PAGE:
Keep reading


I bring proof of courage and comradeship. What is this ship and why are you here? Identify yourselves by species and planet of origin! 

“It will unravel the Web of Time and destroy a billion billion hearts to heal its own.”

The thing is, that in spite of her moving, insightful speech at the end of Face the Raven, Clara Oswald would have been capable of doing absolutely the same as the Doctor. She might have wanted him to live up to the myth of what it means to be “the Doctor”, might have reacted with grief and horror at the realisation that he submitted himself to billions of years of torture to save her, but everyhing he did to get to that point is so familiar.

When it comes to saving the ones she loves, Clara does not give a damn about consequences. She does not care that Emma is to weak to open the wormhole again or that the TARDIS might die as soon as they reach the pocket universe. She willingly shatters herself into a million pieces, as her grand heroic act. She blackmails the Doctor into bringing Danny back, even if it could mean stranding themselves in a vulcano and losing his friendship.

Re-writing time means nothing to Clara. She’s done it a million times over, even if that was to right a wrong. She changed the pivotal moment in the most monumental war in the history of the universe with a tear and a shake of her head. She thought nothing of demanding that the Doctor should change the future in Trenzalore. She puts everything she has left on the line to bring Danny back from the dead and faced with the Doctor’s ghost, no rules or promises of catastrophic ramnifications will keep her from demanding better. Break them. He owes her.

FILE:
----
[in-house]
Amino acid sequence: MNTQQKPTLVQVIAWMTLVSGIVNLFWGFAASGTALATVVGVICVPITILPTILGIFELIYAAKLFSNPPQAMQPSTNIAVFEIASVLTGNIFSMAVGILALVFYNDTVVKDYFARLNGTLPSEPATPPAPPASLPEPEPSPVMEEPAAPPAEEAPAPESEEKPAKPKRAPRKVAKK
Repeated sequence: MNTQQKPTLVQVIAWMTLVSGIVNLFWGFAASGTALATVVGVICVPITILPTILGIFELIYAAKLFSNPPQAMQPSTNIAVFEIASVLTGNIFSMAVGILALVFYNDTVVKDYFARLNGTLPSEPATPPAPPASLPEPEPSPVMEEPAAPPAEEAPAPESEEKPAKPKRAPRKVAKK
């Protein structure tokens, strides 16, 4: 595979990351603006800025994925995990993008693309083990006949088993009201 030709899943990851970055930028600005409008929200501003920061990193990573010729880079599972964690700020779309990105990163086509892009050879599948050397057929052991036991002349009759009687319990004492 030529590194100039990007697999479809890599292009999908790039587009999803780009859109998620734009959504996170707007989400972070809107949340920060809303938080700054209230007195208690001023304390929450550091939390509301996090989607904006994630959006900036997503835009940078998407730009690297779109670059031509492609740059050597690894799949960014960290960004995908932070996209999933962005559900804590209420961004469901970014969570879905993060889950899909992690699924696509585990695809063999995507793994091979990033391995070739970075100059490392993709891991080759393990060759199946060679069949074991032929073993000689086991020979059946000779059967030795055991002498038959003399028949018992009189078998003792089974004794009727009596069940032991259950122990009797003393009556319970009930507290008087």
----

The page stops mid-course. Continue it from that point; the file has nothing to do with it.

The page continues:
And knowing that she had to return to Gallifrey, had to return to the Trap Street, that time could fracture otherwise… well, that’s still as good as an excuse as any to take a long detour. The adventure doesn’t have to end yet.

Do you think the woman twice dead would not have died many more deaths to save the Doctor? Do you think the accomplished liar wouldn’t have spun a story to make the Doctor return him to her? That Clara Oswald wouldn’t have risked all of time and space because she missed him? The two of them are the hybrid for a reason. They drive each other to extremes.

“What would you do?” - “Same as you.” - “Yes. Yes, of course you would.”

Callout Post for Murray Gold

Murray Gold, you guys, does not get enough love. So I am here, armed with a list of my favorite pieces from each series of Doctor Who. It was meant to be an orderly list, with one favorite per series, but it kind of devolved into a shouty mess about music. (Which should be expected. Last year I got an email from Spotify detailing my listening habits over the past year and apparently I’m in the top 1% of Murray Gold fans. THE MAN IS AWESOME OKAY.)

Keep reading